Degree Title and Name: Doctor of Nursing Practice
Program Name and Number: Nursing Practice – DN1234 & DN1235
Department/Unit: School of Nursing
Delivery Mode: Hybrid
Term(s) of Entry: Fall, Spring, Summer
Program Overview: The Ohio University School of Nursing promotes excellence in the profession of nursing through education, scholarship, and service. The School provides quality educational experiences, utilizes clinical partnerships and facilitates regional collaboration that will enhance the health of diverse communities.
The Doctor of Nursing Practice (DNP) Program consists of two tracks: the BSN-to-DNP track (DN1235) and the Post-Masters-to-DNP track (DN1234). Coursework is offered in a hybrid model, with some online courses and some courses which include an on-campus intensive experience. There is a core set of courses that all students complete, with additional elective courses available to allow students to individualize the focus of their program as an advanced practice nurse or a nurse executive. Students complete a total of 1000 practice hours (post-baccalaureate) to increase their depth and breadth of knowledge in their interest area resulting in a scholarly project. Students in the Post-Masters-to-DNP may receive credit for some of their clinical hours completed in previous graduate clinical courses as determined on an individual basis.
Program Learning Outcomes:
Upon completion of the program, students will be able to:
- Synthesize and apply evidence based practice guidelines in the provision of quality patient centered care and improved health outcome.
- Integrate theories and concepts from nursing and other disciplines in the development of evidence-based practice guidelines and patient outcomes.
- Apply principles of communication, leadership, business and organizational systems frameworks to develop and implement new models of health care delivery or quality health practice initiatives.
- Demonstrate proficiency in the use of information technology, data bases, practice information systems and communication networks in the implementation and evaluation of quality health care practices.
- Advocate in a leadership role for health policies and proposal related to equity, access and quality health care focusing on regulations and delivery.
- Collaborate and lead intraprofessional teams to implement and evaluate quality health outcomes in diverse populations.
- Analyze epidemiological and environmental trends to develop clinical prevention and health promotion strategies in diverse populations and communities.
- Apply advanced clinical skills of critical thinking, planning, implementing, and evaluating in providing quality health care through specialty-focused competencies.
- Minimum semester hours required= 36
- Thesis requirement: No (DNP Project required)
- Qualifying exam: No
- Comprehensive exam: No
- Expected time to degree completion for a full time student= 6 semesters
- Minimum semester hours required = 74
- Thesis requirement: No (DNP Project required)
- Qualifying exam: Yes (if choosing the NP track option)
- Comprehensive exam: Yes (if choosing the NP track option)
Expected time to degree completion for a full-time student is 12 semesters
All DNP students complete the following courses: NRSE 7801, NRSE 7802, NRSE 7803, NRSE 7804, NRSE 7805, NRSE 7806, NRSE 7807, NRSE 7808, NRSE 8940, and NRSE 8941.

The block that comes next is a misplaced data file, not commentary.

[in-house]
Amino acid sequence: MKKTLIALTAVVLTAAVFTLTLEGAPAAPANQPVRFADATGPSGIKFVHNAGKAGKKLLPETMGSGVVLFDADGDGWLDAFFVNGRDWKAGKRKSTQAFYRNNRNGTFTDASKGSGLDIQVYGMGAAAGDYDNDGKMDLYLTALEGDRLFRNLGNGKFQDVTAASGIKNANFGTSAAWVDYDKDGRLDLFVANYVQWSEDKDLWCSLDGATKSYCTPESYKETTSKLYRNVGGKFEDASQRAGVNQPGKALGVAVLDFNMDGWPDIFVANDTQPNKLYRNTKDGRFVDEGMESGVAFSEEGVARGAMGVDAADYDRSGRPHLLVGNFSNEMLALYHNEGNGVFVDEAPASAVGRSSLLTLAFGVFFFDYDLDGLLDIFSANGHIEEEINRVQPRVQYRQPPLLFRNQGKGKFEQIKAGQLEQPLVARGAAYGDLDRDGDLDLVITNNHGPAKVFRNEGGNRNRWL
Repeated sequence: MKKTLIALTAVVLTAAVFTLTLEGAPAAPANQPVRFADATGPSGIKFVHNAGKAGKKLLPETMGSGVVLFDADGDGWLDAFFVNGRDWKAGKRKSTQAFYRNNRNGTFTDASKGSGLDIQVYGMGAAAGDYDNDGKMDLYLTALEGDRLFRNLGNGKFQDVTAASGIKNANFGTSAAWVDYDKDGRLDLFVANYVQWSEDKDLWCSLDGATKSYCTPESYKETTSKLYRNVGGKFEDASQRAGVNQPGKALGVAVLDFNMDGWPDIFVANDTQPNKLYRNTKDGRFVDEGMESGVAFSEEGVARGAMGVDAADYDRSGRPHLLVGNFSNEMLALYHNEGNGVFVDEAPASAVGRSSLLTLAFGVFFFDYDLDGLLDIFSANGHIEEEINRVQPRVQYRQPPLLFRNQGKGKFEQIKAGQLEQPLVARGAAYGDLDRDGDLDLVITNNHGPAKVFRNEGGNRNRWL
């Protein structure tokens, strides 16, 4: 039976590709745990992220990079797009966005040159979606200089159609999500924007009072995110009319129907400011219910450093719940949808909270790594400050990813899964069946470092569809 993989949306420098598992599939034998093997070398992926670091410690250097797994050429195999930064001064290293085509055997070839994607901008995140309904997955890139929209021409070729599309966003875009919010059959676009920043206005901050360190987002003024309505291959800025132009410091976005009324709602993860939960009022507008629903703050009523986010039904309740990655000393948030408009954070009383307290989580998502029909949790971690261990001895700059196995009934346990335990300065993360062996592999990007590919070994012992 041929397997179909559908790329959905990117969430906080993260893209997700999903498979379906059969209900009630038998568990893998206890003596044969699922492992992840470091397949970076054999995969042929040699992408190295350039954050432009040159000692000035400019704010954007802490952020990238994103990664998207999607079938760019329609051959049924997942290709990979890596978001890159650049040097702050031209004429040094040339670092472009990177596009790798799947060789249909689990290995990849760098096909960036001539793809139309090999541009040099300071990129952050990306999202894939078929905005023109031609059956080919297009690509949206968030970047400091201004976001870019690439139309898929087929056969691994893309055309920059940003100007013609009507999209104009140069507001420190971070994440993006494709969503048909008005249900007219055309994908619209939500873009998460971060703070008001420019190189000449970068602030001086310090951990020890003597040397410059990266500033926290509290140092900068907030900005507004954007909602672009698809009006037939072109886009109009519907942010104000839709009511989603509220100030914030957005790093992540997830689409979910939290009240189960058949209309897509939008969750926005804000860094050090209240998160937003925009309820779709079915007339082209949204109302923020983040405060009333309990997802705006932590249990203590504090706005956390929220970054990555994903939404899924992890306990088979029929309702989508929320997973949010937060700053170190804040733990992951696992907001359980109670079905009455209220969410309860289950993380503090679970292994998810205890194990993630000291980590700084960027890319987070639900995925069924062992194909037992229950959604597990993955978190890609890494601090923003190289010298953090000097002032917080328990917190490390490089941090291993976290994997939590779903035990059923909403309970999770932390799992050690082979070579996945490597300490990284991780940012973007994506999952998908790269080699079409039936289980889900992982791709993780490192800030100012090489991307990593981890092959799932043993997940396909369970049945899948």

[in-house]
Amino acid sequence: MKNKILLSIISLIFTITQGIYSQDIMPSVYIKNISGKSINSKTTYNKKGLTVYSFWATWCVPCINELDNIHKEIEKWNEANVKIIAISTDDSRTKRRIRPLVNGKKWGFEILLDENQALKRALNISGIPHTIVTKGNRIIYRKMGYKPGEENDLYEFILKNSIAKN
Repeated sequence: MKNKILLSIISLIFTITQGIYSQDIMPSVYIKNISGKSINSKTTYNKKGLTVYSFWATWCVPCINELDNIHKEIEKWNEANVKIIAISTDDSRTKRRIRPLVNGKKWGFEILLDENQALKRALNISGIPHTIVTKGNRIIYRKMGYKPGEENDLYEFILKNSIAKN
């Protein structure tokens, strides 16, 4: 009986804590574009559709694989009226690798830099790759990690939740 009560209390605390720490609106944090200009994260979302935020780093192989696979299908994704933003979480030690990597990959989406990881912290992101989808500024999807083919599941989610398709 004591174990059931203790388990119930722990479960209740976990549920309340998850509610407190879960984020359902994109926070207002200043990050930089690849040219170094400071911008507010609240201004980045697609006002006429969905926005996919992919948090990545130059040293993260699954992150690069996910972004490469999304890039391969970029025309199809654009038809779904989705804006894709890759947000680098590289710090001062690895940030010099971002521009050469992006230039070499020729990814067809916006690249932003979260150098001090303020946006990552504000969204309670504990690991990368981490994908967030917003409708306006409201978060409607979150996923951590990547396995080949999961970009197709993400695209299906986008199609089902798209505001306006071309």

Students in the BSN-to-DNP Program may specialize in several track options.
The Family Nurse Practitioner (FNP) track option prepares students to be eligible for certification as a family nurse practitioner. A FNP provides primary care services to patients across the lifespan. Students in the BSN-to-DNP– FNP option complete the following core courses: NRSE 6021, NRSE 6210, NRSE 6230, NRSE 6220 and the following clinical courses: NRSE 6820, NRSE 6821, NRSE 6822, and NRSE 6933.
Students in the DNP Program may also choose to specialize in various certification programs available at Ohio University.
Culminating Experience: Students complete a transformational healthcare-related project with dissemination through written and oral presentation, a clinical practice-related intern/externship experience and a comprehensive portfolio.
Students in the BSN-to-DNP (NP) track also complete a comprehensive examination
Admission Requirements: In addition to the standard Graduate College admission requirements, potential students must supply/document the following:
- Specified health status requirements (immunization status, TB screening, etc. as delineated in the current Graduate Nursing Student Handbook)
- FBI/BCI background checks free from disqualifying offenses
- Minimum grade point average of 3.20 for unconditional admission
- Statement of professional goals
- Resume or CV
- Three letters of recommendation from individuals who are knowledgeable about the applicant’s ability to complete graduate-level coursework and practice abilities. A minimum of 2 of these must be from individuals prepared at or above the Master’s level.
- Evidence of current unencumbered RN licensure in the states in which any clinical experiences will be conducted.
- International students must have a registered nursing (RN) license in the United States.
- Graduate (if Post-Masters-to-DNP student) or undergraduate (if BSN-to-DNP student) research methods and statistics course
- For Post-Masters-to-DNP students, documentation of clinical hours achieved in the master’s program in all prior nursing degrees, and documentation of national certification as an advanced practice registered nurse or nurse executive
- Faculty interview
Only residents of Ohio, Kentucky, West Virginia, Indiana, California, or Michigan will be eligible for admission.